• faint hope for the Monarchs


      The Monarch figures for 2017 were released in February: down 1/3 from the previously year, which was only slightly better than the figures for 2014 and 2013, the lowest in at least 20 years, a decline of more than 80% in recent decades. According to a report in the New York Times by Michael Wines there […]

  • Why the butter in ‘butterfly?


      Whether it is their metamorphosis, their vibrant colors, their gentle fluttering, their beauty, something about butterflies touches our imaginations. They transcend our negative associations about insects and seem more fairies than bugs. Perhaps this accounts for the great variety of names for butterfly in different languages. The “monarch” was named by a 19th century […]

  • ‘butterfly’: a linguistic anomaly


      How can we account for the world-wide variety in word ‘butterfly’? The most interesting essay on this linguistic mystery comes from William O. Beeman, of the Dept of Anthropolgy, Brown University, 2000: The Elusive Butterfly. He notes that since the 19th century, “one of the bedrock principles of linguistic analysis” has been that most words […]

  • the bugs and us


      My parents, like the Monarch butterflies, wintered in Central Mexico. Fleeing icy Manhattan to join their friends in Palm Beach or Palm Springs would have been too easy. Instead, after my father retired from dentistry at 80, they set up house in Ajijic, a small lake-side village outside Guadalajara with a big ex-pat community […]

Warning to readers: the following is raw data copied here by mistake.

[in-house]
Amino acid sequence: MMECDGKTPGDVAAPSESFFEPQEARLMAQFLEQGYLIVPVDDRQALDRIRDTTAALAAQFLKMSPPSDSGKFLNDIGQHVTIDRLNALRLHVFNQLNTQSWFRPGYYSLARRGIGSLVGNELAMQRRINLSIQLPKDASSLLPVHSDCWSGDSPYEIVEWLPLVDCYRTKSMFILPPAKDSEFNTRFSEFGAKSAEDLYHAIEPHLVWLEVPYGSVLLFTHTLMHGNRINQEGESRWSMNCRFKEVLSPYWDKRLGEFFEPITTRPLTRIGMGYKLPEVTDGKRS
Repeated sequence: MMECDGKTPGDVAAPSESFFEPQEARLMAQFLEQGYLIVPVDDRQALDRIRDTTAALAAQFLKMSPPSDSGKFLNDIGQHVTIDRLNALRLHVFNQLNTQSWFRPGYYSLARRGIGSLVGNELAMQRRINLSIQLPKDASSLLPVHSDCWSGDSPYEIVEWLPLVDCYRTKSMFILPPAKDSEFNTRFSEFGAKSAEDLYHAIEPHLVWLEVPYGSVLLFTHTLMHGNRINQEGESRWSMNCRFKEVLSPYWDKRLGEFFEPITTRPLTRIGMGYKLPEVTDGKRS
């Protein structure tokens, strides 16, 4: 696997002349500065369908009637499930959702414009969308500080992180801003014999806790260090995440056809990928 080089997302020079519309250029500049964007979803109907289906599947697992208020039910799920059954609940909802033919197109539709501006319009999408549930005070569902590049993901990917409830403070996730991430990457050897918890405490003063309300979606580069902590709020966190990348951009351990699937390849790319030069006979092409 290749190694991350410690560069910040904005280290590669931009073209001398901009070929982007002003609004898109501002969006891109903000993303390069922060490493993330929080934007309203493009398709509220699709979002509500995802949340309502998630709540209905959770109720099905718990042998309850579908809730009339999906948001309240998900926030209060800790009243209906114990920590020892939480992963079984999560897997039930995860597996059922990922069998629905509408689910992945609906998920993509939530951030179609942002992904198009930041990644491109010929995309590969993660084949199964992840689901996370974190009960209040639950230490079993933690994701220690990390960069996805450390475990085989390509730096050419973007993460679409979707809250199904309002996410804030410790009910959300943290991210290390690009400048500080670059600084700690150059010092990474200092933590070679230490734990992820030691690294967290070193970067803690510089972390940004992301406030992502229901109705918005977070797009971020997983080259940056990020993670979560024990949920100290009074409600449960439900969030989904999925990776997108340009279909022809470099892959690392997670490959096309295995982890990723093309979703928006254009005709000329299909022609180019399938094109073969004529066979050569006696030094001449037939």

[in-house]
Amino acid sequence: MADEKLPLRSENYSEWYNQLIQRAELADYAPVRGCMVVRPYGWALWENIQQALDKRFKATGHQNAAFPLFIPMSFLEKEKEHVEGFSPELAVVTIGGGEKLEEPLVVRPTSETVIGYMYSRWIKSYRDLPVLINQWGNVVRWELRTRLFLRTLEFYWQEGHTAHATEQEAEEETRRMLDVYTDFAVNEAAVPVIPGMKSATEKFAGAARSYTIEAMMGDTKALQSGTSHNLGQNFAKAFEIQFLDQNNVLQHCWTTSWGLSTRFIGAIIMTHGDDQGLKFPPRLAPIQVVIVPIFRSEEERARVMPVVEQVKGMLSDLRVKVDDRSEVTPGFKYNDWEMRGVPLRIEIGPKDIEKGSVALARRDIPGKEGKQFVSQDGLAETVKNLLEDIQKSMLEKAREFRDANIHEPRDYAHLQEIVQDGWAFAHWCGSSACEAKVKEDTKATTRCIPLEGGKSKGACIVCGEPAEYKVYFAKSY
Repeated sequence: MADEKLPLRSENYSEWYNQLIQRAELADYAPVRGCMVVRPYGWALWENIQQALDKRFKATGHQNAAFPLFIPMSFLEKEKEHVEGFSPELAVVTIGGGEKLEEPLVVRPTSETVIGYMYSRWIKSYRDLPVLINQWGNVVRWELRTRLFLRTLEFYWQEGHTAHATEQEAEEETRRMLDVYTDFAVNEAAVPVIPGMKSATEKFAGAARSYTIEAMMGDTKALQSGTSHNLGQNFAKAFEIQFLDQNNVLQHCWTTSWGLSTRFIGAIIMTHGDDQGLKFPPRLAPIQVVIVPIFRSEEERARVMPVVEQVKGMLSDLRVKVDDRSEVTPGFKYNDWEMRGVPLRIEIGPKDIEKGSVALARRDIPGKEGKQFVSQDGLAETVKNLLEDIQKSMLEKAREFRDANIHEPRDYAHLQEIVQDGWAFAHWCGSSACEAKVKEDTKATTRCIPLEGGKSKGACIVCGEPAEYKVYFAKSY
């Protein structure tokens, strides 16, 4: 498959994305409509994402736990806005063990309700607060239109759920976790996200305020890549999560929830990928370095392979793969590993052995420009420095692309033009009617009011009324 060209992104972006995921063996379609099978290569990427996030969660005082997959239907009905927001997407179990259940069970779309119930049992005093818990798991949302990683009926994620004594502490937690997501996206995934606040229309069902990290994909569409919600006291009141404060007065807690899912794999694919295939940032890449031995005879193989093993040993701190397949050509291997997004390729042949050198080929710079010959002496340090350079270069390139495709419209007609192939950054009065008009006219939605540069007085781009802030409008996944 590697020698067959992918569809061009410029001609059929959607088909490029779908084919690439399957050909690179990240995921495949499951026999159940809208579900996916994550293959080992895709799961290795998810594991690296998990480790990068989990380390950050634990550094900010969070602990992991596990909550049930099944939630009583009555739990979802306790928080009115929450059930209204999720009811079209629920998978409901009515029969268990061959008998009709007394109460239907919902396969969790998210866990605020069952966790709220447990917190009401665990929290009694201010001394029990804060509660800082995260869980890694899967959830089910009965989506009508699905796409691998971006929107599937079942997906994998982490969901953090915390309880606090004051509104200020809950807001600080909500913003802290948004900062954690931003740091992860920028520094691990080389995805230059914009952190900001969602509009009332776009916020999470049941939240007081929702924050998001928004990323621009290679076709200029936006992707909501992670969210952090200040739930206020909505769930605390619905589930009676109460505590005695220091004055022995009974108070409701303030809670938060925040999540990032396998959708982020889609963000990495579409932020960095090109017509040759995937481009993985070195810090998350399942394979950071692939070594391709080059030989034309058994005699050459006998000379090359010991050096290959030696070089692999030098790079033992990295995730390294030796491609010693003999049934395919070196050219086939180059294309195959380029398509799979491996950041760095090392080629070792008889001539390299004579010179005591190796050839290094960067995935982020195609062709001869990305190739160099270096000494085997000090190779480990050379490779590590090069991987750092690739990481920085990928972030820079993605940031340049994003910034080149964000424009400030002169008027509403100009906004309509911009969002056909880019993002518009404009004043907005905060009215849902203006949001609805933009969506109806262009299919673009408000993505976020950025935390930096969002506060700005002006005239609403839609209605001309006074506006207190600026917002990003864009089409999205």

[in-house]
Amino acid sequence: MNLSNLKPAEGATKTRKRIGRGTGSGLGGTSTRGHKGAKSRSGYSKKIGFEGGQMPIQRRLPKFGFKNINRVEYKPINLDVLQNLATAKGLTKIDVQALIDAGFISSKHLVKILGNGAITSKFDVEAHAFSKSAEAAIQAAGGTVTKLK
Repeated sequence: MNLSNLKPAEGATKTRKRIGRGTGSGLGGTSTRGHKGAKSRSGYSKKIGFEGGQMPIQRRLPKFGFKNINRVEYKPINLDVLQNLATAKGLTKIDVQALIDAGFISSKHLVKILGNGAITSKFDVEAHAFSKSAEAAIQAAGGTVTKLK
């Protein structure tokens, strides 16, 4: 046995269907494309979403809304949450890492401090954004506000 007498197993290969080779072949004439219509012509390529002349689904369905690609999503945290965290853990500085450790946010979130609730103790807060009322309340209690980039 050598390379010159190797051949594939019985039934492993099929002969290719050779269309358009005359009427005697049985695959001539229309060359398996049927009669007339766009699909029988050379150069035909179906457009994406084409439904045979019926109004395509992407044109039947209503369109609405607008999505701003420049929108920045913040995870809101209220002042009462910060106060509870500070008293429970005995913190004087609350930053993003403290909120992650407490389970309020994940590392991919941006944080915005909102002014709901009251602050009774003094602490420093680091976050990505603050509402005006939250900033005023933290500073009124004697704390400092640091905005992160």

• wine cellars and mortality


      One of the essential appeals of “laying down” wine is that you can buy it when it is young and relatively inexpensive, after which it can sit in your cellar aging and taking on value. Over the years, you can chortle at the high price a wine is fetching— in a wine store or […]

  • Why are smells so hard to recall?


      The sense of smell has a conflicting relationship to memory: the memories it evokes are the most intense and emotional, while scent itself is so elusive as to seem beyond memory. Proust may have been the first person to describe the phenomenon of scent/taste-induced memory, a memory so complete that it feels like the […]

  • bellicose bambini


      The history of Italy is a gory tale of non-stop internecine fighting. If Disney had animated it, the tongue would be trying to devour the toe, the grommet to strangle the lace. To walk the otherwise charming old streets is to tread on centuries of dried blood, fratricidal blood. Other travelers may focus on […]

  • travel wars: us v. them


      To most, the sixties “generation gap” was a vague, pop-culture generality. To us—my parents on one side, my husband Michael and I on the other—it was my family’s defining motif. We were deeply, truly, madly split on every subject. Police brutality. Dean Martin. Grey Poupon versus French’s. It was all equally significant. Where you […]

  • why can’t I appreciate wine?


      I am a good cook and have a reasonably good palate. But I’ve never been able to identify very many flavors in wine and can never remember any of them. This has always been something of a mystery to me. Scent, like music, which I also can’t remember, seems totally ephemeral to me. It […]

  • travel fantasy meets “small-world”


      By the time I was a midlife wife and mother, I knew the Age of Exploration had long since passed, and yet I still craved a sense of discovery—and of self-discovery—when I traveled. The word “trip” continued to have a ‘60’s ring. Over the years, I’d come to realize that what I sought was […]


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